Shelley Russell is arguably one of the finest talents we have in South African Hockey.
Shelley has now played in the FIH World Cup, the Olympic Games and the Commonwealth games and with each tournament she lifts her name even higher on everyone’s list of favourite hockey players. With an incredible speed to lead the break and close control that would make most hockey players jealous, it is the tackling ability that stands out from the 206-capped superstar. We chatted to Shelley about all things Hockey.
Jabu: First and foremost, we have actually interviewed your brother in the past, what did the Russell parents feed you guys?
Shelley: Ha ha! That sounds like a question that was asked of my brother, Brent, and Craig Davidson after a test match against Wales at Newlands in 2002. He and Craig were roommates for the test, and were the only 2 try-scorers in the match.
If anything, I would have to say that my brothers and I were fed on a diet of a love for sport, as part of our family lifestyle. In the early days, we would be plonked on the side of a cricket or rugby field, or hockey pitch or tennis courts, watching our parents enjoying their sport. I also spent too many hours waiting for my Dad to come past during his Comrades runs. Those were long days for me, let alone for him! The roles soon reversed, however, and they spent many an hour supporting us in our sporting activities.
Jabu: You have recently passed 200 caps for the SA Hockey Ladies, any specific cap that sticks out in your memory?
Shelley: Naturally, one’s debut game is always memorable. I can remember the event clearly, back in 2006, coming off the bench at Stellenbosch against the touring Indian side and being announced over the speaker system, in front of so many of my university friends and acquaintances, who were quite vociferous in their support. I say “memorable,” but I can remember very little of my actual time on the pitch. I suppose that I was concentrating so hard on not messing up too badly!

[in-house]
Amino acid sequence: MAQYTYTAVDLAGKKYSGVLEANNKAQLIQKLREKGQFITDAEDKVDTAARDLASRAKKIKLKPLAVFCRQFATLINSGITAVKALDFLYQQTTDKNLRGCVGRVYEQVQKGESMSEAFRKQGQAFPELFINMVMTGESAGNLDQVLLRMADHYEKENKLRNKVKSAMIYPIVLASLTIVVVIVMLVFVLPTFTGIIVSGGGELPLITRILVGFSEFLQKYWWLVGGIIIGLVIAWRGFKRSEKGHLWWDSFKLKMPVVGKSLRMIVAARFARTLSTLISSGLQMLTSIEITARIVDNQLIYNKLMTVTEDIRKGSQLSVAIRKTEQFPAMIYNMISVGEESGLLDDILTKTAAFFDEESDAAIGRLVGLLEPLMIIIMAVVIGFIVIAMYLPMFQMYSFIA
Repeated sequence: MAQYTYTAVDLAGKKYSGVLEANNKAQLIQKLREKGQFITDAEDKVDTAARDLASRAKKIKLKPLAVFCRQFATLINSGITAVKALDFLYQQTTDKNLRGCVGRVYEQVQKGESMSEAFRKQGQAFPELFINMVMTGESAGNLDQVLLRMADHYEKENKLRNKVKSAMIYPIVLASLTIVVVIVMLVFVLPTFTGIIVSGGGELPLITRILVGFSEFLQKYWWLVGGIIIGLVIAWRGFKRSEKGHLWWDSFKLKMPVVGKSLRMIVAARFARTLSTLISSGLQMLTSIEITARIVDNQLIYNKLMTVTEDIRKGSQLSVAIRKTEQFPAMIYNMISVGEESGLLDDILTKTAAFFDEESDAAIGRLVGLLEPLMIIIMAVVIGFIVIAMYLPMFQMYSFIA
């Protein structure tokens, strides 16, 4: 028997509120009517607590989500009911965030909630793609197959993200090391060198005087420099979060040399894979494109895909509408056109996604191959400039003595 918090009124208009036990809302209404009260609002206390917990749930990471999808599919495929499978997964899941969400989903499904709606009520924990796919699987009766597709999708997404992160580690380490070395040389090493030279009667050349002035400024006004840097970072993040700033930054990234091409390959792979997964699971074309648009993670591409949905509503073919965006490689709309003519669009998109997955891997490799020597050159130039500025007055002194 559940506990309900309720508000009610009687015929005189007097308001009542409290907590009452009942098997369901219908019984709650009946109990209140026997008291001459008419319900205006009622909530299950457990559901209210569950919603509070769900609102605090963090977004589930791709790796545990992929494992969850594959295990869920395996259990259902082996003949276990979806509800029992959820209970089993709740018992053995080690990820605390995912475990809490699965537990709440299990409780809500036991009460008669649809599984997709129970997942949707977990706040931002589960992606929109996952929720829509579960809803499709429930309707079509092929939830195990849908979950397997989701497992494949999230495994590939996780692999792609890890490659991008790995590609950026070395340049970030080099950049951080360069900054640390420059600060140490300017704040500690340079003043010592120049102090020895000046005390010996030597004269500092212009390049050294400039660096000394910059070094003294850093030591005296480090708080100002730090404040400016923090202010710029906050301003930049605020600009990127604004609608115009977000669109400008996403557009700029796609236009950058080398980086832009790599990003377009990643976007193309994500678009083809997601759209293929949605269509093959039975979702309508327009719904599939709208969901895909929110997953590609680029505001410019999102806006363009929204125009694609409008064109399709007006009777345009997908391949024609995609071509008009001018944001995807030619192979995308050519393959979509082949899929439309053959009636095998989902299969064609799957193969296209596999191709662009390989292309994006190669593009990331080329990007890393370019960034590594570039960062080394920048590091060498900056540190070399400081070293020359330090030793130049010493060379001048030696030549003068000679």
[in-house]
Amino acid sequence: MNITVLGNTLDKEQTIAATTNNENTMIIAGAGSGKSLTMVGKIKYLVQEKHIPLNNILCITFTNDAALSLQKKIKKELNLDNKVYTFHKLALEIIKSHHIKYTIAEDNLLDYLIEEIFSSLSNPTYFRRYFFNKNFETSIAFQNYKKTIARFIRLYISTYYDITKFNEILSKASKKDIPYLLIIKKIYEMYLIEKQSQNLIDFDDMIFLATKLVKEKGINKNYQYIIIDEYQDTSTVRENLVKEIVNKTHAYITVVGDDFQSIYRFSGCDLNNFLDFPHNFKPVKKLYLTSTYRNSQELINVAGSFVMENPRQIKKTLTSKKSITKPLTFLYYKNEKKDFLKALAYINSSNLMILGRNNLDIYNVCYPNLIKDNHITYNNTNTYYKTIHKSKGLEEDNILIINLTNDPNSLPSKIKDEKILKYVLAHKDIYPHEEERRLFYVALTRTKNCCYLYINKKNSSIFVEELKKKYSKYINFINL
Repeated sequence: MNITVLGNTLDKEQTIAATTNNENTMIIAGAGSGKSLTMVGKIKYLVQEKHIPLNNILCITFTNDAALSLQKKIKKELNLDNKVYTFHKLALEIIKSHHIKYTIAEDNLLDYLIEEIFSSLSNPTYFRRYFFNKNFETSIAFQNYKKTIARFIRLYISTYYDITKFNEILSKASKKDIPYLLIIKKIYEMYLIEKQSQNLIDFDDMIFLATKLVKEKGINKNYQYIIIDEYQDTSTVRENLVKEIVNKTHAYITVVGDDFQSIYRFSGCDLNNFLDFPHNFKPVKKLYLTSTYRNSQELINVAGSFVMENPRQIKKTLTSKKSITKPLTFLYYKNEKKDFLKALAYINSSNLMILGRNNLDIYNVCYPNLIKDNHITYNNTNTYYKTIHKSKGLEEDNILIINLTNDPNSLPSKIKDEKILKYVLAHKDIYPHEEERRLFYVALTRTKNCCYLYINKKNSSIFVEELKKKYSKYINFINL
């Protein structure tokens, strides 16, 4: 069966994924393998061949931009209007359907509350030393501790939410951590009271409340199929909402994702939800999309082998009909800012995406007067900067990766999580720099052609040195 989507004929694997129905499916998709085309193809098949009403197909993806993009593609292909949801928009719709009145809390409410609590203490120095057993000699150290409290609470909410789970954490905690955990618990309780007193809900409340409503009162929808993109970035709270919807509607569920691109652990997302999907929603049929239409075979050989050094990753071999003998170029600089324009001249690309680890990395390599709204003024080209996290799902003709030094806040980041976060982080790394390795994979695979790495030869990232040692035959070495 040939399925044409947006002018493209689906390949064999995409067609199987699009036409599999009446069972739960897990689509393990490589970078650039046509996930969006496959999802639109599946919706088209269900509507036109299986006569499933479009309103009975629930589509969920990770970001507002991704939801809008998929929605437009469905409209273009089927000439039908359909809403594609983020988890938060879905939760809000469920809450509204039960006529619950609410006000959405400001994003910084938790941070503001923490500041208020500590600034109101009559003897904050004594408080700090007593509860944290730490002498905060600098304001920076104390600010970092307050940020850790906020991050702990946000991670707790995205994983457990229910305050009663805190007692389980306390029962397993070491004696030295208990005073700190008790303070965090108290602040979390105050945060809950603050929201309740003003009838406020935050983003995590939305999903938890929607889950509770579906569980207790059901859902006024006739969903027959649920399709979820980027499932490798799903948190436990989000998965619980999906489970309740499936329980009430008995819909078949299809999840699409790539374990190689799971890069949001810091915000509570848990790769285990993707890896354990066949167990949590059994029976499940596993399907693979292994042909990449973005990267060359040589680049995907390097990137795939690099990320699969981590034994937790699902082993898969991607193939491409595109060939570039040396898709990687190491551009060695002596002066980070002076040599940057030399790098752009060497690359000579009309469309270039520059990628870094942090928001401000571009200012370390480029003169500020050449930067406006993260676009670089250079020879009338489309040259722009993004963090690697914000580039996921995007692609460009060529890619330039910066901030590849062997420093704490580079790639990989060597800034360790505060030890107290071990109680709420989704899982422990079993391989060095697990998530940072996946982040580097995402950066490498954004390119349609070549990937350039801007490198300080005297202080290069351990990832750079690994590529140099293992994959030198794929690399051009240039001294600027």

The big tournaments were also very special; I have been to 3 Hockey World Cups and both the Beijing and London Olympics, but if one particular game sticks out in my memory, that would be the final of the Olympic qualifying tournament against India in Delhi. It was a “winner takes all” type of game. I managed to get onto the scoresheet early on, which helped to set up a good win. We were so excited with our win, that we celebrated almost all the way back home to SA.
Shelley: I have been living overseas for the past 5 or 6 years, so haven’t really been on the “local” scene very much. I do get the odd person recognizing me and it is always good when there is a time for a quick chat. I was quite surprised the other day, when taking part in the JUMA Mountain Bike race through the green belts of Johannesburg. The route took us under every bridge, and along every drainage canal that the organisers could find. I was covered in mud, (I had already been over the handle-bars!) I had unfamiliar cycling kit on, I had a cycling helmet on, and was behind some large sunglasses. While riding through the drainage canal in the Parkhurst Golf Club, I had quite a few spectators call out my name, so I suppose my face is getting “out there.”
Quite a few people have come up to me, and told me that they do their gym training under my watchful eye – there is a largish wall mural of me in quite a few of the gyms around town.
Jabu: As a player who is sponsored by Grays Hockey, which Grays stick do you use and why?